MACRA Relief Announced by CMS

Andrew Slavitt, Acting Administrator of the Centers for Medicare and Medicaid Services (CMS), announced in a blog posting on September 8 that the agency would heed concerns expressed by the American Medical Association and other physician organizations about the proposed start date for performance reporting by physicians under the new payment systems created by the Medicare Access and CHIP Reauthorization Act of 2015, or MACRA.  In its draft regulation, CMS proposed to require physicians to begin reporting under the Merit-based Incentive Payment System (MIPS) or through the advanced alternative payment model (APM) option on January 1, 2017, even though final regulations promulgating MACRA’s sweeping payment system changes would not be issued until the fall. MSNJ was among those filing objections to the reporting and implementation time-line.

CMS announced that the final MACRA regulation will allow practices to “pick your pace” and  will exempt physicians from any risk of penalties if they choose one of three different MIPS reporting options in 2017, in addition to the option of participating in an advanced APM:

  • Full-year reporting that begins on January 1;
  • Partial year reporting for a reduced number of days; and
  • A “test” option under which physicians can report minimal amounts of data.

Physicians who report in 2017 may be eligible for bonus payments in 2019, depending on which option they choose.  Those who opt for full-year reporting will be eligible to receive a “modest positive payment adjustment;” those who choose partial year reporting will be eligible for a “small positive payment adjustment.”  Physicians who choose the “test” option will not be subject to any payment adjustments.  Qualified participants in advanced APMs will be eligible for 5 percent incentive payments in 2019. Read AMA’s statement. Read more.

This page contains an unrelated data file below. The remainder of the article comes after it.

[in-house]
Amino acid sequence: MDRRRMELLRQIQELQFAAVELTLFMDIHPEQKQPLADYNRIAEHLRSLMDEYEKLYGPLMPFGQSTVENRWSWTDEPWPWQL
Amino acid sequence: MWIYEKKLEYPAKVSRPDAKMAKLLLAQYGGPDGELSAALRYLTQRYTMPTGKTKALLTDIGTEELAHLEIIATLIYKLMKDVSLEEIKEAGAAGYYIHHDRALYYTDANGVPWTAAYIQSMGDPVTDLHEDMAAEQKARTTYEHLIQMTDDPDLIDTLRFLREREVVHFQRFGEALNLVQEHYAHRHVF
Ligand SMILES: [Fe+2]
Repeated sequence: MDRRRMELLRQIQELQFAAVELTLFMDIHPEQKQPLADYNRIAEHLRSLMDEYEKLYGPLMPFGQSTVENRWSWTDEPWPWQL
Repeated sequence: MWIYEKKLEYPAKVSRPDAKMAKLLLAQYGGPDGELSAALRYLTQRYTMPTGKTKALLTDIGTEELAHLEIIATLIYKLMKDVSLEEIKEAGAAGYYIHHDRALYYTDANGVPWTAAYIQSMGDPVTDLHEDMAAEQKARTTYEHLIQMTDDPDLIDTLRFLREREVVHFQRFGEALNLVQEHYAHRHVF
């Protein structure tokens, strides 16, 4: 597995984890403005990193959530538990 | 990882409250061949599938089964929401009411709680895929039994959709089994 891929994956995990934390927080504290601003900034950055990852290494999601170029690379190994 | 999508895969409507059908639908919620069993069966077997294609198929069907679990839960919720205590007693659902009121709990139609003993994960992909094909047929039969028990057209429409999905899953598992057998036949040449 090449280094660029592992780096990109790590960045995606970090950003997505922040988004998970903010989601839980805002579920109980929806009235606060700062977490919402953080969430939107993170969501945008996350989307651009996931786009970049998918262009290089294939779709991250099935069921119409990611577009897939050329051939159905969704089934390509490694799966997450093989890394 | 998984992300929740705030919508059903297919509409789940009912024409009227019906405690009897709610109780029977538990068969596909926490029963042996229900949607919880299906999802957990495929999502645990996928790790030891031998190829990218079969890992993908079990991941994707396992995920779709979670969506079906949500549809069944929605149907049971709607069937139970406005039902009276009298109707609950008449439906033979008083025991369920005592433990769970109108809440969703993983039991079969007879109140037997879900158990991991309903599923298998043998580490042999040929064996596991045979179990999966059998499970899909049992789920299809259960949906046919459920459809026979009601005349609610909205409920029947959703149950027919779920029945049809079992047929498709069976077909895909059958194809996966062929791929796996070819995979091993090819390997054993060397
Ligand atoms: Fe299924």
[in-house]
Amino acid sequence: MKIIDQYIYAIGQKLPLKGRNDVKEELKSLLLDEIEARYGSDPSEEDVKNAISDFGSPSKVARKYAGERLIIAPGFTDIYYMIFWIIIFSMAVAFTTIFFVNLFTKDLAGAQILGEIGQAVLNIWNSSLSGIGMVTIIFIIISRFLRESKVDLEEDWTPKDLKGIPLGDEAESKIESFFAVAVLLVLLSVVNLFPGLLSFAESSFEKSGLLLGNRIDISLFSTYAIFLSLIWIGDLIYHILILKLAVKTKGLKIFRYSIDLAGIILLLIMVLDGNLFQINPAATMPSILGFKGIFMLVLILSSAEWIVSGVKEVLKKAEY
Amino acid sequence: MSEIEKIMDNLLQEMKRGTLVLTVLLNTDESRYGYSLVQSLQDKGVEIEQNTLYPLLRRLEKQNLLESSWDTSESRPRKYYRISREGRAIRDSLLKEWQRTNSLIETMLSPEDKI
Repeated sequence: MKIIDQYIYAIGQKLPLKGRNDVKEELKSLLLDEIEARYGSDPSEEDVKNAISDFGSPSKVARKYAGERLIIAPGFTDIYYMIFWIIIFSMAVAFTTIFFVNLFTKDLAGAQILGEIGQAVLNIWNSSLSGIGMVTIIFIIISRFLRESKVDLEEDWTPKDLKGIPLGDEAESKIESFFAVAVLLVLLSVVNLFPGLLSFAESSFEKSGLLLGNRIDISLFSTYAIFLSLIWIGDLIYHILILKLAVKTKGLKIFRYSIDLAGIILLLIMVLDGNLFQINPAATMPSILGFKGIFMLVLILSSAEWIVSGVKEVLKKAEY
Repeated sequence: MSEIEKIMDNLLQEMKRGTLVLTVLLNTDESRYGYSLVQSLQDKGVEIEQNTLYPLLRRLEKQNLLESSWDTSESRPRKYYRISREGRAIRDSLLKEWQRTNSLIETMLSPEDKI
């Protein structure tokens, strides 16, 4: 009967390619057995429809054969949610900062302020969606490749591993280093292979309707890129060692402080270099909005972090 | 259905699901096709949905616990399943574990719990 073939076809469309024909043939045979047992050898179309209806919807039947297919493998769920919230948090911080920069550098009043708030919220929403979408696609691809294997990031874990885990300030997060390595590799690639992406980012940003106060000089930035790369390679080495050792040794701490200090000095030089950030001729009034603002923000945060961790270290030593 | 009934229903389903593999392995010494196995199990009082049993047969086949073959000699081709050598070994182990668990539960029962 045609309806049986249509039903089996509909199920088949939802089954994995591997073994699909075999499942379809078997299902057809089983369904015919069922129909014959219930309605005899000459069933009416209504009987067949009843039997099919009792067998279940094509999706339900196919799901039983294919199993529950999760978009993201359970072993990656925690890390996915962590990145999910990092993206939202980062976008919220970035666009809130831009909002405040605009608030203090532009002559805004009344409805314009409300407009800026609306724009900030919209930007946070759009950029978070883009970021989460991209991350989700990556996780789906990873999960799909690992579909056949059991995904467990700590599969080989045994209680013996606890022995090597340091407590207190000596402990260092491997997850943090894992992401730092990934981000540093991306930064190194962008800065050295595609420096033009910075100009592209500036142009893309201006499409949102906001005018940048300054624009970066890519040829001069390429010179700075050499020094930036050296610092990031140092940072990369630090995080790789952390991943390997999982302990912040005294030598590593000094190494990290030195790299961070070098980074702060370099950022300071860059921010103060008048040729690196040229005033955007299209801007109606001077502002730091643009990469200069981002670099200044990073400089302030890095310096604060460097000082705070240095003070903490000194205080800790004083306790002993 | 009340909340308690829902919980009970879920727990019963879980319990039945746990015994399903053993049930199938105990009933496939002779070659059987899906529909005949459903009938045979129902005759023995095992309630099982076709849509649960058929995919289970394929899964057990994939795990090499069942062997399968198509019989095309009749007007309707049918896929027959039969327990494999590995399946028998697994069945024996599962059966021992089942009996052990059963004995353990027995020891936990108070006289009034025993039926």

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About MSNJ

Founded in 1766, the Medical Society of New Jersey is the oldest professional society in the United States. The organization and its dues-paying members are dedicated to a healthy New Jersey, working to ensure the sanctity of the physician–patient relationship. In representing all medical disciplines, MSNJ advocates for the rights of patients and physicians alike, for the delivery of the highest quality medical care. This allows response to the patients’ individual, varied needs, in an ethical and compassionate environment, in order to create a healthy Garden State and healthy citizens.

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